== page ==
An investigation into the barriers to the implementation of automation and robotics technologies in the construction industry
Mahbub, Rohana (2008) An investigation into the barriers to the implementation of automation and robotics technologies in the construction industry. PhD thesis, Queensland University of Technology.
The rising problems associated with construction such as decreasing quality and productivity, labour shortages, occupational safety, and inferior working conditions have opened the possibility of more revolutionary solutions within the industry. One prospective option is in the implementation of innovative technologies such as automation and robotics, which has the potential to improve the industry in terms of productivity, safety and quality. The construction work site could, theoretically, be contained in a safer environment, with more efficient execution of the work, greater consistency of the outcome and higher level of control over the production process. By identifying the barriers to construction automation and robotics implementation in construction, and investigating ways in which to overcome them, contributions could be made in terms of better understanding and facilitating, where relevant, greater use of these technologies in the construction industry so as to promote its efficiency. This research aims to ascertain and explain the barriers to construction automation and robotics implementation by exploring and establishing the relationship between characteristics of the construction industry and attributes of existing construction automation and robotics technologies to level of usage and implementation in three selected countries; Japan, Australia and Malaysia. These three countries were chosen as their construction industry characteristics provide contrast in terms of culture, gross domestic product, technology application, organisational structure and labour policies. This research uses a mixed method approach of gathering data, both quantitative and qualitative, by employing a questionnaire survey and an interview schedule; using a wide range of sample from management through to on-site users, working in a range of small (less than AUD0.2million) to large companies (more than AUD500million), and involved in a broad range of business types and construction sectors. Detailed quantitative (statistical) and qualitative (content) data analysis is performed to provide a set of descriptions, relationships, and differences. The statistical tests selected for use include cross-tabulations, bivariate and multivariate analysis for investigating possible relationships between variables; and Kruskal-Wallis and Mann Whitney U test of independent samples for hypothesis testing and inferring the research sample to the construction industry population. Findings and conclusions arising from the research work which include the ranking schemes produced for four key areas of, the construction attributes on level of usage; barrier variables; differing levels of usage between countries; and future trends, have established a number of potential areas that could impact the level of implementation both globally and for individual countries.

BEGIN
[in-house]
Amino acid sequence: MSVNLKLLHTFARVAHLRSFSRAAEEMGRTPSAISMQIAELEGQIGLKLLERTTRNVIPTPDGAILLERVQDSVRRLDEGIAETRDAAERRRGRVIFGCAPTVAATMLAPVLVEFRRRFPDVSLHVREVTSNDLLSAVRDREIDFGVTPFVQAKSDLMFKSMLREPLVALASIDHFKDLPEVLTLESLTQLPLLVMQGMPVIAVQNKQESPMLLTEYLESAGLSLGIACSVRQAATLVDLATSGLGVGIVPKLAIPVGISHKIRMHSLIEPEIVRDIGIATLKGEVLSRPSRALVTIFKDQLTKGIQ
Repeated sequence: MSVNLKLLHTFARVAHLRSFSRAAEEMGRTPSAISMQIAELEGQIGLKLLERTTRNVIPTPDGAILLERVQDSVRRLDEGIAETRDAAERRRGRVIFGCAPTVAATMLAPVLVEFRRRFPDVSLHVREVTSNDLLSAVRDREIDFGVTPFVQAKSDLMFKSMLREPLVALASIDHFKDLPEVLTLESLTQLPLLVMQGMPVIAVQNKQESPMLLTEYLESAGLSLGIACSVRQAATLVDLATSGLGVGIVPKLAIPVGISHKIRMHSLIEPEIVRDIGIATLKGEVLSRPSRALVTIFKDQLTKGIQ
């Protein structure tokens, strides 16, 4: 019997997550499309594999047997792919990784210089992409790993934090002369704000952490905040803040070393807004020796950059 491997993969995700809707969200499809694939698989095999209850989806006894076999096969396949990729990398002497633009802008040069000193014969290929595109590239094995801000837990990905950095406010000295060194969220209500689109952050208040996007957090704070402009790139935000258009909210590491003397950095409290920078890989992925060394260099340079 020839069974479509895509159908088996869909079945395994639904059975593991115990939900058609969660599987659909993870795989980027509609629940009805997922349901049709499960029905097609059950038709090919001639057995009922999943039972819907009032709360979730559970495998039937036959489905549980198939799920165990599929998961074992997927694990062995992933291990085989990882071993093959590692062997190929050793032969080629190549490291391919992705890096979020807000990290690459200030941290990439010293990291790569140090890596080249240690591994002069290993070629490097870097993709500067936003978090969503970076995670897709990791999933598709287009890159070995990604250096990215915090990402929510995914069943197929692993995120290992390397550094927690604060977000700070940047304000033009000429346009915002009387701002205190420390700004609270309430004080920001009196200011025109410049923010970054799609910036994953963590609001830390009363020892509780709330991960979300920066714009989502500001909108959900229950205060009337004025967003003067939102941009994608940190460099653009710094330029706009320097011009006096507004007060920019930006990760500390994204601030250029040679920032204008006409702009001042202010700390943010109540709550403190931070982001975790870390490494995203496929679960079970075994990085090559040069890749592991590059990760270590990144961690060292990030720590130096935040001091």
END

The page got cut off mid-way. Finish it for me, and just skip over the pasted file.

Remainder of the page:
Impact and interest:
Citation counts are sourced monthly from and citation databases.
Citations counts from theindexing service can be viewed at the linked Google Scholar™ search.
|Item Type:||QUT Thesis (PhD)|
|Supervisor:||Skitmore, Ronald & Humphreys, Matthew|
|Keywords:||automation, robotics, mechanisation, construction industry, barriers, construction operations, construction process, implementation, Japan, Australia, Malaysia|
|Divisions:||Past > QUT Faculties & Divisions > Faculty of Built Environment and Engineering
Past > Schools > School of Urban Development
|Institution:||Queensland University of Technology|
|Deposited On:||16 Jul 2009 03:55|
|Last Modified:||28 Oct 2011 19:53|
Repository Staff Only: item control page